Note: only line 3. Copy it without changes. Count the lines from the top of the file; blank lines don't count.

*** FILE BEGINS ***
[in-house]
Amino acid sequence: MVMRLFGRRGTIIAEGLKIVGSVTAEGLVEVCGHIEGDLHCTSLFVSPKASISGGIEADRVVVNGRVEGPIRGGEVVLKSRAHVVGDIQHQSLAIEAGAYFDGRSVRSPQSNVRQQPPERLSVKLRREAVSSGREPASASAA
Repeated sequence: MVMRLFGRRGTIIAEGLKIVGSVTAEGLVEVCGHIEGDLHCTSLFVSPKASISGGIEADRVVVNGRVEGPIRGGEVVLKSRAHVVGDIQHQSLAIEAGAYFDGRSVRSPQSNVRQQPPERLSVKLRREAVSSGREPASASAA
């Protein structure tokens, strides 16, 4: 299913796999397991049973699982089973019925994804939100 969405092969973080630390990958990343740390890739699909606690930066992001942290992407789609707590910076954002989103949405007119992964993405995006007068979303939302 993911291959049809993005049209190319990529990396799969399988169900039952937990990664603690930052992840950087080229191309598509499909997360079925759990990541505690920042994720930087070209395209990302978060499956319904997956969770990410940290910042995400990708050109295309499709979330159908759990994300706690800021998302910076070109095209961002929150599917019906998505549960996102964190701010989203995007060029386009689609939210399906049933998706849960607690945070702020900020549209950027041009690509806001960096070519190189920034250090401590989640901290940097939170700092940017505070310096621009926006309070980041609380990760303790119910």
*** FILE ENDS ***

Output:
Repeated sequence: MVMRLFGRRGTIIAEGLKIVGSVTAEGLVEVCGHIEGDLHCTSLFVSPKASISGGIEADRVVVNGRVEGPIRGGEVVLKSRAHVVGDIQHQSLAIEAGAYFDGRSVRSPQSNVRQQPPERLSVKLRREAVSSGREPASASAA